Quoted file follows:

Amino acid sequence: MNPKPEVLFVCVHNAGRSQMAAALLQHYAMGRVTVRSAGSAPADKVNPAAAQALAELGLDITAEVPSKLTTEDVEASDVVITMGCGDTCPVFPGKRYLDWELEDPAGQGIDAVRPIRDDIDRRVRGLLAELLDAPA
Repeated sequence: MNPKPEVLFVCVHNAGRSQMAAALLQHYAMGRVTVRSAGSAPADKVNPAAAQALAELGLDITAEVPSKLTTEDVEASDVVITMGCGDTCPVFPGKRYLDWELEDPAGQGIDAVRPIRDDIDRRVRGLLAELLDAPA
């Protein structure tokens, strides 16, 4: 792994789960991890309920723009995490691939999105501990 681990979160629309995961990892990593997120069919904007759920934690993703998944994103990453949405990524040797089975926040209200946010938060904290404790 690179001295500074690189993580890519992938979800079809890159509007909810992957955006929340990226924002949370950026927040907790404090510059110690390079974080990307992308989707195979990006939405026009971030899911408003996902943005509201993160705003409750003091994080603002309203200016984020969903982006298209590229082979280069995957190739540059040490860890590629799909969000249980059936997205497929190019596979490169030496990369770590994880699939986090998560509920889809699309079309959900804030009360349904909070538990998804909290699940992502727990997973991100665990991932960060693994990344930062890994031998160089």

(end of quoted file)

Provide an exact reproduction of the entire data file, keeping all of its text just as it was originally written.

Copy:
Amino acid sequence: MNPKPEVLFVCVHNAGRSQMAAALLQHYAMGRVTVRSAGSAPADKVNPAAAQALAELGLDITAEVPSKLTTEDVEASDVVITMGCGDTCPVFPGKRYLDWELEDPAGQGIDAVRPIRDDIDRRVRGLLAELLDAPA
Repeated sequence: MNPKPEVLFVCVHNAGRSQMAAALLQHYAMGRVTVRSAGSAPADKVNPAAAQALAELGLDITAEVPSKLTTEDVEASDVVITMGCGDTCPVFPGKRYLDWELEDPAGQGIDAVRPIRDDIDRRVRGLLAELLDAPA
């Protein structure tokens, strides 16, 4: 792994789960991890309920723009995490691939999105501990 681990979160629309995961990892990593997120069919904007759920934690993703998944994103990453949405990524040797089975926040209200946010938060904290404790 690179001295500074690189993580890519992938979800079809890159509007909810992957955006929340990226924002949370950026927040907790404090510059110690390079974080990307992308989707195979990006939405026009971030899911408003996902943005509201993160705003409750003091994080603002309203200016984020969903982006298209590229082979280069995957190739540059040490860890590629799909969000249980059936997205497929190019596979490169030496990369770590994880699939986090998560509920889809699309079309959900804030009360349904909070538990998804909290699940992502727990997973991100665990991932960060693994990344930062890994031998160089």